Conclusions: The natural progression in physical activity over time in COPD patients is heterogeneous. While Inactive patients relate to worse scores for clinical COPD characteristics, Active Improvers and Decliners cannot be predicted at baseline.
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http://dx.doi.org/10.1016/j.arbres.2020.08.001DOI Listing
March 2021

ERS statement on standardisation of cardiopulmonary exercise testing in chronic lung diseases.

Eur Respir Rev 2019 Dec 18;28(154). Epub 2019 Dec 18.

Paediatric Dept, University Hospital Würzburg, Würzburg, Germany

The objective of this document was to standardise published cardiopulmonary exercise testing (CPET) protocols for improved interpretation in clinical settings and multicentre research projects. This document: 1) summarises the protocols and procedures used in published studies focusing on incremental CPET in chronic lung conditions; 2) presents standard incremental protocols for CPET on a stationary cycle ergometer and a treadmill; and 3) provides patients' perspectives on CPET obtained through an online survey supported by the European Lung Foundation. We systematically reviewed published studies obtained from EMBASE, Medline, Scopus, Web of Science and the Cochrane Library from inception to January 2017. Of 7914 identified studies, 595 studies with 26 523 subjects were included. The literature supports a test protocol with a resting phase lasting at least 3 min, a 3-min unloaded phase, and an 8- to 12-min incremental phase with work rate increased linearly at least every minute, followed by a recovery phase of at least 2-3 min. Patients responding to the survey (n=295) perceived CPET as highly beneficial for their diagnostic assessment and informed the Task Force consensus. Future research should focus on the individualised estimation of optimal work rate increments across different lung diseases, and the collection of robust normative data.
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http://dx.doi.org/10.1183/16000617.0101-2018DOI Listing
December 2019

Progression of physical inactivity in COPD patients: the effect of time and climate conditions - a multicenter prospective cohort study.

Int J Chron Obstruct Pulmon Dis 2019 3;14:1979-1992. Epub 2019 Sep 3.

National Institute for Health Research Respiratory Biomedical Research Unit, Royal Brompton and Harefield NHS Foundation Trust and Imperial College, London, UK.

Purpose: Longitudinal data on the effect of time and environmental conditions on physical activity (PA) among COPD patients are currently scarce, but this is an important factor in the design of trials to test interventions that might impact on it. Thus, we aimed to assess the effect of time and climate conditions (temperature, day length and rainfall) on progression of PA in a cohort of COPD patients.

Patients And Methods: This is a prospective, multicenter, cohort study undertaken as part of the EU/IMI PROactive project, in which we assessed 236 COPD patients simultaneously wearing two activity monitors (Dynaport MiniMod and Actigraph GT3X). A multivariable generalized linear model analysis was conducted to describe the effect of the explanatory variables on PA measures, over three time points (baseline, 6 and 12 months).

Results: At 12 months (n=157; FEV% predicted=57.7±21.9) there was a significant reduction in all PA measures (Actigraph step count (4284±3533 vs 3533±293)), Actigraph moderate- to vigorous-intensity PA ratio (8.8 (18.8) vs 6.1 (15.7)), Actigraph vector magnitude units (374,902.4 (265,269) vs 336,240 (214,432)), MiniMod walking time (59.1 (34.9) vs 56.9 (38.7) mins) and MiniMod PA intensity (0.183 (0) vs 0.181 (0)). Time had a significant, negative effect on most PA measures in multivariable analysis, after correcting for climate factors, study center, age, FEV% predicted, 6MWD and other disease severity measures. Rainfall was the only climate factor with a negative effect on most PA parameters.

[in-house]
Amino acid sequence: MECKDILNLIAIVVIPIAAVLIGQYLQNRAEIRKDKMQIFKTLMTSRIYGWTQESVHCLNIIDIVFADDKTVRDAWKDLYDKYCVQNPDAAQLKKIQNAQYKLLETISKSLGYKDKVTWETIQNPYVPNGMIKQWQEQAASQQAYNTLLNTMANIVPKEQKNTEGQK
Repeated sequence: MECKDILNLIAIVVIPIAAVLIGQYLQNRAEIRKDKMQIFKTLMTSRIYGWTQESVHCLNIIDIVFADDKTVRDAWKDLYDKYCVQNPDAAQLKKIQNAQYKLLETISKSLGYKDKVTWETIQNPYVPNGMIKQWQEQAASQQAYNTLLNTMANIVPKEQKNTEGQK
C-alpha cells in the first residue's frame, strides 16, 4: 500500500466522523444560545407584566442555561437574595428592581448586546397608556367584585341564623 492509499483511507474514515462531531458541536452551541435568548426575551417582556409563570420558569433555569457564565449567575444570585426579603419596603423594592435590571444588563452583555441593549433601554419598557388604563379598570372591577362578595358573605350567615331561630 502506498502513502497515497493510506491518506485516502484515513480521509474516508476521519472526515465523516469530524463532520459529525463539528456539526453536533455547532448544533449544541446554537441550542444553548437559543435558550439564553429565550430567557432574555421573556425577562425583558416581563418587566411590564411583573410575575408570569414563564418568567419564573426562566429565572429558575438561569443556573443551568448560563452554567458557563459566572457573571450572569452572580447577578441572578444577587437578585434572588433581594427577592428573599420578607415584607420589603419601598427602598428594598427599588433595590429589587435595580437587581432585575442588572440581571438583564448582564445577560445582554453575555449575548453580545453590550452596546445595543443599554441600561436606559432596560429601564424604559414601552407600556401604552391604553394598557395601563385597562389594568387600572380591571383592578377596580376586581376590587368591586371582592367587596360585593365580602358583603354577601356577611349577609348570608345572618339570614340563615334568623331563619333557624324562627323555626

Conclusion: COPD patients demonstrate a significant decrease in PA over 1 year follow-up, which is further affected by hours of rainfall, but not by other climate considerations.
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http://dx.doi.org/10.2147/COPD.S208826DOI Listing
http://www.ncbi.nlm.nih.gov/pmc/articles/PMC6732558PMC
March 2020

ERS statement on respiratory muscle testing at rest and during exercise.

Eur Respir J 2019 06 13;53(6). Epub 2019 Jun 13.

Hypoxia Physiopathology laboratory (HP2), INSERM U1042, Grenoble Alpes University, Grenoble, France.

Assessing respiratory mechanics and muscle function is critical for both clinical practice and research purposes. Several methodological developments over the past two decades have enhanced our understanding of respiratory muscle function and responses to interventions across the spectrum of health and disease. They are especially useful in diagnosing, phenotyping and assessing treatment efficacy in patients with respiratory symptoms and neuromuscular diseases. Considerable research has been undertaken over the past 17 years, since the publication of the previous American Thoracic Society (ATS)/European Respiratory Society (ERS) statement on respiratory muscle testing in 2002. Key advances have been made in the field of mechanics of breathing, respiratory muscle neurophysiology (electromyography, electroencephalography and transcranial magnetic stimulation) and on respiratory muscle imaging (ultrasound, optoelectronic plethysmography and structured light plethysmography). Accordingly, this ERS task force reviewed the field of respiratory muscle testing in health and disease, with particular reference to data obtained since the previous ATS/ERS statement. It summarises the most recent scientific and methodological developments regarding respiratory mechanics and respiratory muscle assessment by addressing the validity, precision, reproducibility, prognostic value and responsiveness to interventions of various methods. A particular emphasis is placed on assessment during exercise, which is a useful condition to stress the respiratory system.